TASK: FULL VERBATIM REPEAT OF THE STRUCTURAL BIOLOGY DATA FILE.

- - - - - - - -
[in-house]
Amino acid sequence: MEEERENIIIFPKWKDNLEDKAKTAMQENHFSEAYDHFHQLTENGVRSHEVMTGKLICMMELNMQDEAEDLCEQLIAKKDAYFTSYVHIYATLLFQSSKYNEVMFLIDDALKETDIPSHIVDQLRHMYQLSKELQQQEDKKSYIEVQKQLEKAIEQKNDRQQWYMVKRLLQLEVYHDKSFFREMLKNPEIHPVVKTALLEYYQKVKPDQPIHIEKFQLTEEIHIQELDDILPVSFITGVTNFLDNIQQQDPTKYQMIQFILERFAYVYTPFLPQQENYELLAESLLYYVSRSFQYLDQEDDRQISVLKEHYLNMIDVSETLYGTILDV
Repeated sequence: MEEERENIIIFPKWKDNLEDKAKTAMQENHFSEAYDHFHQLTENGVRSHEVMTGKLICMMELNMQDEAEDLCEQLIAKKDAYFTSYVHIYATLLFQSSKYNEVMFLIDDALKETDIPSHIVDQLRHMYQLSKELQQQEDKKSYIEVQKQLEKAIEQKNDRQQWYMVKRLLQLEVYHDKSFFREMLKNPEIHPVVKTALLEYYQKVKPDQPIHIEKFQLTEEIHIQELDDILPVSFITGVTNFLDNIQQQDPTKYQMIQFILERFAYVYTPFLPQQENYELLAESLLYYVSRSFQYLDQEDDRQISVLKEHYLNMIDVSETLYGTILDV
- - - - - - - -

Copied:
[in-house]
Amino acid sequence: MEEERENIIIFPKWKDNLEDKAKTAMQENHFSEAYDHFHQLTENGVRSHEVMTGKLICMMELNMQDEAEDLCEQLIAKKDAYFTSYVHIYATLLFQSSKYNEVMFLIDDALKETDIPSHIVDQLRHMYQLSKELQQQEDKKSYIEVQKQLEKAIEQKNDRQQWYMVKRLLQLEVYHDKSFFREMLKNPEIHPVVKTALLEYYQKVKPDQPIHIEKFQLTEEIHIQELDDILPVSFITGVTNFLDNIQQQDPTKYQMIQFILERFAYVYTPFLPQQENYELLAESLLYYVSRSFQYLDQEDDRQISVLKEHYLNMIDVSETLYGTILDV
Repeated sequence: MEEERENIIIFPKWKDNLEDKAKTAMQENHFSEAYDHFHQLTENGVRSHEVMTGKLICMMELNMQDEAEDLCEQLIAKKDAYFTSYVHIYATLLFQSSKYNEVMFLIDDALKETDIPSHIVDQLRHMYQLSKELQQQEDKKSYIEVQKQLEKAIEQKNDRQQWYMVKRLLQLEVYHDKSFFREMLKNPEIHPVVKTALLEYYQKVKPDQPIHIEKFQLTEEIHIQELDDILPVSFITGVTNFLDNIQQQDPTKYQMIQFILERFAYVYTPFLPQQENYELLAESLLYYVSRSFQYLDQEDDRQISVLKEHYLNMIDVSETLYGTILDV